Paul Kelly finds that Jesse Norman’s latest book takes a close look at the idea at the heart of the coalition’s policy agenda, insisting that it’s much more than warmed up Thatcherism.
The Big Society: the Anatomy of the New Politics. By Jesse Norman. Buckingham: The University of Buckingham Press. November 2010.
Whereas the ‘Third Way’ succeeded as an electoral strategy and failed as an agenda for Government, the Big Society failed as an electoral strategy but seems to be gearing up for a return as a way of making sense of the Conservative side of the coalition’s policy agenda. That at least is the intention of Jesse Norman, the new MP for Hereford and South Herefordshire and a former director of the think tank Policy Exchange. Norman’s new book provides the most interesting and thought provoking attempt to give substance to the otherwise nebulous notion of the Big Society, which so irritated many Conservative candidates on the door step, but which seems to retain the full support of David Cameron and Steve Hilton.
So what is the Big Society? Norman’s answer takes the form of an argument about ideas. There is much on the present economic crisis and the apparent failure of the state to deliver the enhanced welfare, equality and social justice promised by the left despite the high levels of public investment. In part the book is an indictment of the Blair/Brown years and supports the argument for downsizing the state which is part of the coalition’s policy agenda. A focus on philosophical ideas means we have ample references to Adam Smith of the Theory of Moral Sentiments, there is discussion of Hobbes and Burke and most interestingly there is a discussion of Michael Oakeshott, all of this alongside more on behavioural economics and a critique of the standard economic model of policy analysis – what Norman calls rigor mortis economics.
For Norman, the Big Society is about providing ideological coherence to a familiar set of conservative policy positions to do with free markets, property rights, and low taxation. All this might seem familiar post-Thatcher conservatism and that would be correct, but there is something more and this perhaps gives the clue to why the Big Society is needed and the key to Norman’s argument. Norman’s choice of Oakeshott over someone like Hayek – the darling of 1980s New Right conservatism – is important. Oakeshott combines a hostility to liberal assaults on conventional morality of the sort that might be associated with Roy Jenkins during the second Wilson government, with a more relaxed view of human diversity and difference. John Gray makes much of Oakeshott’s liberalism, a personal liberalism that fits well with the more relaxed attitude of Cameron conservatives to social pluralism and difference.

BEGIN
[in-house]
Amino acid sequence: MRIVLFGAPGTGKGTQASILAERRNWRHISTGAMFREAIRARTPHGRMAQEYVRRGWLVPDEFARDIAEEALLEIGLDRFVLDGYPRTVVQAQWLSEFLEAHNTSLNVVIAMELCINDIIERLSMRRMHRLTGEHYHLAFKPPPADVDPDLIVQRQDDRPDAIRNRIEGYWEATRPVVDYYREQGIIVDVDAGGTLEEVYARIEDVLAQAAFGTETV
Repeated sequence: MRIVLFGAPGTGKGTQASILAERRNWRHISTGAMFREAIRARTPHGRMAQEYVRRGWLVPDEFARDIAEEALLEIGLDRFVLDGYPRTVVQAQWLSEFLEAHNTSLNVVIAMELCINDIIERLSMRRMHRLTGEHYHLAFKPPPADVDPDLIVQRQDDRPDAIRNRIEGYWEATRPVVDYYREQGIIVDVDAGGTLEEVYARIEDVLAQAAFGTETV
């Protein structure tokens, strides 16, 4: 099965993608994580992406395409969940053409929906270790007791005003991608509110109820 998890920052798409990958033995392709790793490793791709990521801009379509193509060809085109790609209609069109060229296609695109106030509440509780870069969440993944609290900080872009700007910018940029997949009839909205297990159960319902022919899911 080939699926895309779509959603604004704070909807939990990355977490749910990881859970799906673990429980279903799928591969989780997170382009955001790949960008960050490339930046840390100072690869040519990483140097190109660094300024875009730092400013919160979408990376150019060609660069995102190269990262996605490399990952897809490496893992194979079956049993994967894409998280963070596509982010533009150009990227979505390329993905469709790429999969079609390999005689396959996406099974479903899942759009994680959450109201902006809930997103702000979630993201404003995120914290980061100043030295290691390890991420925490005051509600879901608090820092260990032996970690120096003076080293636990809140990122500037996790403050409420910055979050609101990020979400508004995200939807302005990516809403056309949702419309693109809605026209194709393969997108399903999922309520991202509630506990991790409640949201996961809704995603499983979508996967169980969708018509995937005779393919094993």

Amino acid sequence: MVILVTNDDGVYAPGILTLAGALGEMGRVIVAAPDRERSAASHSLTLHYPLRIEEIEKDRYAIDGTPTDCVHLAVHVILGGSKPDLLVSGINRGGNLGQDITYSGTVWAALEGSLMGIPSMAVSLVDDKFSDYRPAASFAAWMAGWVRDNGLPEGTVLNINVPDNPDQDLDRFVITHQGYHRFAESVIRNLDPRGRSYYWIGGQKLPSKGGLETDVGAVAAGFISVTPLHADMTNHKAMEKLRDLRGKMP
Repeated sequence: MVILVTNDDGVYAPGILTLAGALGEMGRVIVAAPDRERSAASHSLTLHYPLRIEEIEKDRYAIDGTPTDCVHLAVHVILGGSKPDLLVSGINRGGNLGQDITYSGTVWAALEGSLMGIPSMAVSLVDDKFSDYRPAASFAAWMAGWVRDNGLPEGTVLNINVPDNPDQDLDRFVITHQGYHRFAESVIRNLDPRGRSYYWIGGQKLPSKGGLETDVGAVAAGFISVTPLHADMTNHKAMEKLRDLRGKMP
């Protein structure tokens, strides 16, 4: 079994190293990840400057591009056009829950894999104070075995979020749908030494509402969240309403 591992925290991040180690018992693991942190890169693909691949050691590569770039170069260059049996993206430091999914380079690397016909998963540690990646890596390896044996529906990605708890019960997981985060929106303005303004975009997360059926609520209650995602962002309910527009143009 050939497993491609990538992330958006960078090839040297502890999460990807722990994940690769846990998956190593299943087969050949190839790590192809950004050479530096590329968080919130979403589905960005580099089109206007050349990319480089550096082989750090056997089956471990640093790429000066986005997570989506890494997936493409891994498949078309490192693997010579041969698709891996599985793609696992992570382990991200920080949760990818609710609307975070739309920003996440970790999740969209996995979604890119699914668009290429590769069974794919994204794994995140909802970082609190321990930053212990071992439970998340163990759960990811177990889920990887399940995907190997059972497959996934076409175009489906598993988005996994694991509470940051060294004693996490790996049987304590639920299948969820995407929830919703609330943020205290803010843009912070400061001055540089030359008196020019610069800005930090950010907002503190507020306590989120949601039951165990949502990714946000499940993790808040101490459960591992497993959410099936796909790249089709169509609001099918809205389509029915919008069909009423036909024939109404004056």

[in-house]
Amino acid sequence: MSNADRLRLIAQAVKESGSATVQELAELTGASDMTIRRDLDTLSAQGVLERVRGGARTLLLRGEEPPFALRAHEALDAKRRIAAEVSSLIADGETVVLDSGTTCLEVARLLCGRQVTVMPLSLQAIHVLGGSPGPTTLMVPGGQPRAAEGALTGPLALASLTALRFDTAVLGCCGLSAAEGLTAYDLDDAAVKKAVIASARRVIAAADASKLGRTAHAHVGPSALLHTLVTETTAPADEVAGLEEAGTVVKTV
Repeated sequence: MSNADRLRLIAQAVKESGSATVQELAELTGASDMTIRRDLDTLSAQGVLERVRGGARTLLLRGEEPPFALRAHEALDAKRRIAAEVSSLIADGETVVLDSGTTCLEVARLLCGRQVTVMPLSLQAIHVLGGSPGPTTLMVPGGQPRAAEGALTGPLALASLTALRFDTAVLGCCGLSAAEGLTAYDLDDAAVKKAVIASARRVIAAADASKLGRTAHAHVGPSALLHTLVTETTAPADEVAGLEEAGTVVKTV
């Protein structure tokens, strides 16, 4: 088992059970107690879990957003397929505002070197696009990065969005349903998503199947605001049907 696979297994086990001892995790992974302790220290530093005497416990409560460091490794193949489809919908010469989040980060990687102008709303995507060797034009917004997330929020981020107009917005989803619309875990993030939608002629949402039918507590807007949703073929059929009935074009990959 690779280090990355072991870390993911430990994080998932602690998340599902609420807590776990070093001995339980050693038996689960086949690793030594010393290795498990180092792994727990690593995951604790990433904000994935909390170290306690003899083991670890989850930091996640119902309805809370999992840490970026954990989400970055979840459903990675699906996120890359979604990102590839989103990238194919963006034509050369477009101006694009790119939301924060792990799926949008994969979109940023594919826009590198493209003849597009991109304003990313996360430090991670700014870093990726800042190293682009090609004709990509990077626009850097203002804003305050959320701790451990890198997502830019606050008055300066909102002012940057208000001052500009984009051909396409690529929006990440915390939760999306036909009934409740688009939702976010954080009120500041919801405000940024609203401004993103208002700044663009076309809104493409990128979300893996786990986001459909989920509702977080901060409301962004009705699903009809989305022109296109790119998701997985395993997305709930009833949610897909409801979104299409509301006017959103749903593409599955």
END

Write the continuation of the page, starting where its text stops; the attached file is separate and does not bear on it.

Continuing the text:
Yet there is more to be gleaned from Norman’s Oakeshottian ‘Big Society’ discourse and it links with his rejection of the Standard Economic Model. Hayekian economism is easily combinable with, although it does not entail, crude rational choice accounts of human motivation. Theoretical creations such as ‘rational economic man’ serve a purpose but they fail when it comes to accounting for how people act in the real world and especially when they are seen as prescribing social and economic policy. Instead Norman prefers the more complex but satisfactory approach of behavioural economics with less hubristic tendencies and its reliance on ‘nudging’ and the limitations of large scale social transformation.
Yet we are still left with the question of why does all of this matter? In short Norman is concerned with the social basis of a more liberalized economic order. He cannot simply rely on the hidden hand to show that unfettered markets equal maximal welfare, but he is uncomfortable as are many Conservatives with the idea of rampant individualism. So if there must be more than self-interested individuals and we cannot simply rely on the State as social democrats wish, what is left. This is the turn to a middle position between social-democracy and the libertarian individualism of many crude Thatcherites. The Big Society is an attempt to find an intellectual space between individualism and statism. But it is also an attempt to do this without returning to a knee-jerk traditionalism that is uncomfortable with the liberalization of public life since the 1960s. Here Norman parts company with other new Conservatives such as Philip Blond’s Red Tory-ism.
Of course this still leaves the idea of the Big Society as a place holder, although to be fair Norman does offer some policy prescriptions that fit within this new discourse. Of the book, one can also marvel at its ambition whilst being sceptical about the coherence of the overall vision. There is a lot going on in this book and specialists will have much to quibble with. That said, as an attempt to re-orientate conservative thinking and as an attempt to replace Hayek with Oakeshott as the conservative guru of choice, Norman deserves some credit. He has shown that there is some new thinking going on the centre right and that for the left to dismisses this as vacuous or simply warmed-up Thatcherism would be a serious error.
Paul Kelly is Professor of Political Philosophy and Head of the Department of Government at LSE.